Needless to say, however, each of the 14 artists made use of these techniques in their own way. In order to express the tumult and gloom of contemporary society, overloaded with information, Kosuke Kimura compiled fragments of miscellaneous photographic images as bits of information in an encyclopedic form (assemblage). Akira Matsumoto repeated the operation of making a realistic photoengraved image even more realistic by replacing it with a group of dots, as a way of addressing issues such as the multiplicity of prints and the line separating real from virtual images. To examine the plane and its spatial qualities, Hideki Kimura used  perspective technique to arrange photographic images depicting fragments of various things to express the ambiguity of images and objects on a plane. Satoshi Saito explored the structure (reality) of sight, identifying its disparate and discontinuous qualities by taking pictures of scenes that were a mixture of photographic images and actual scenes. Sakumi Hagiwara, who is also a filmmaker, imbued his work with temporality by converting several video frames into a silkscreen print.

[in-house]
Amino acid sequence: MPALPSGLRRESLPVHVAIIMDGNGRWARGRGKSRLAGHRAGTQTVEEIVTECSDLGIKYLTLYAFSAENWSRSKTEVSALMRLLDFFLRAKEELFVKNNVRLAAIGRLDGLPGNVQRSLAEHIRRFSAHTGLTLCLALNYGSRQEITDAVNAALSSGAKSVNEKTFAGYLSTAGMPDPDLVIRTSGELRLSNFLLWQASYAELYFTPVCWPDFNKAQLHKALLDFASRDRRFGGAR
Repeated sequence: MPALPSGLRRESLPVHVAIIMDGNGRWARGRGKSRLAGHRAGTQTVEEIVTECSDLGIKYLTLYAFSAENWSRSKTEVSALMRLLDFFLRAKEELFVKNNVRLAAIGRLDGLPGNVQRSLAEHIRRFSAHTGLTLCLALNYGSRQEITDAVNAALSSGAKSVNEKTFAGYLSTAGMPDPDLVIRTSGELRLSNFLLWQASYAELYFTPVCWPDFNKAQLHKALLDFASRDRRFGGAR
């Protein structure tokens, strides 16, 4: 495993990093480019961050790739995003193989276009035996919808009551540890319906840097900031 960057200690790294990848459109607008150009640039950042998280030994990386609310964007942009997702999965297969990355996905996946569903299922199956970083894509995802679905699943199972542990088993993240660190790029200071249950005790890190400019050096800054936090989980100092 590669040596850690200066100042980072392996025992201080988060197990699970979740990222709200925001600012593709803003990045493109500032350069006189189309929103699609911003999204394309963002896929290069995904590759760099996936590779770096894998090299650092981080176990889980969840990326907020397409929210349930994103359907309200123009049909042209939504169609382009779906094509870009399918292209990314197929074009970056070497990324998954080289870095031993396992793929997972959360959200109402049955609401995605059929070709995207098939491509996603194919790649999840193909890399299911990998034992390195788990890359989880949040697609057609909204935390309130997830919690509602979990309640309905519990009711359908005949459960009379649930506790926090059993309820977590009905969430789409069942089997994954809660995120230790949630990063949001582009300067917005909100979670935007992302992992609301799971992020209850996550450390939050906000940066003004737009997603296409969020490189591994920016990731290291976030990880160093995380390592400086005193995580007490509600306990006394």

“There was an extension of an art movement known as Mono-ha,” Takizawa says, “which received much attention between about 1968 and the early 1970s for works in which simple substances such as stone, wood, paper, cotton, and steel sheets were presented as works, sometimes alone and sometimes in combination with each other. In the late 1960s, we began seeing work that questioned our visual perception of the outside world, which exerted a strong influence on the Mono-ha movement. In the late 1960s, Jiro Takamatsu shifted his focus from the subject of human beings to a quest for things in the outside world as a means of examining our limited ability to perceive the world through the sense of sight. These works exerted a strong influence on Mono-ha and subsequent trends in art.